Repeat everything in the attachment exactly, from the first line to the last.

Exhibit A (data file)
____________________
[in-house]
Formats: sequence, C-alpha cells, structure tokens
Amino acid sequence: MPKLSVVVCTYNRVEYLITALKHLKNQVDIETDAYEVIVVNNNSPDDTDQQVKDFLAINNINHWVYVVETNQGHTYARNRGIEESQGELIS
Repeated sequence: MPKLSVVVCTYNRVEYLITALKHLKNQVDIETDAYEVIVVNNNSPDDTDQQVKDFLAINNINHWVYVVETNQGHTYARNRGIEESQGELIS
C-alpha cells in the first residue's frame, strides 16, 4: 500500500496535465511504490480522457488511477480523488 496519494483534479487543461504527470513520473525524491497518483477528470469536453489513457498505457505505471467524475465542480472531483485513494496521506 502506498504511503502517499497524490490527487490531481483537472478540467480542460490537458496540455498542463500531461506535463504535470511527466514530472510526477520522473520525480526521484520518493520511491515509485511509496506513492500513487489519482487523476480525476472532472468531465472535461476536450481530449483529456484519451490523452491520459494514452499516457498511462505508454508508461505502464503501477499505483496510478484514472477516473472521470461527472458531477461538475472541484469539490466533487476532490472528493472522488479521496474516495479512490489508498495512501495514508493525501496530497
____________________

[in-house]
Formats: sequence, C-alpha cells, structure tokens
Amino acid sequence: MPKLSVVVCTYNRVEYLITALKHLKNQVDIETDAYEVIVVNNNSPDDTDQQVKDFLAINNINHWVYVVETNQGHTYARNRGIEESQGELIS
Repeated sequence: MPKLSVVVCTYNRVEYLITALKHLKNQVDIETDAYEVIVVNNNSPDDTDQQVKDFLAINNINHWVYVVETNQGHTYARNRGIEESQGELIS
C-alpha cells in the first residue's frame, strides 16, 4: 500500500496535465511504490480522457488511477480523488 496519494483534479487543461504527470513520473525524491497518483477528470469536453489513457498505457505505471467524475465542480472531483485513494496521506 502506498504511503502517499497524490490527487490531481483537472478540467480542460490537458496540455498542463500531461506535463504535470511527466514530472510526477520522473520525480526521484520518493520511491515509485511509496506513492500513487489519482487523476480525476472532472468531465472535461476536450481530449483529456484519451490523452491520459494514452499516457498511462505508454508508461505502464503501477499505483496510478484514472477516473472521470461527472458531477461538475472541484469539490466533487476532490472528493472522488479521496474516495479512490489508498495512501495514508493525501496530497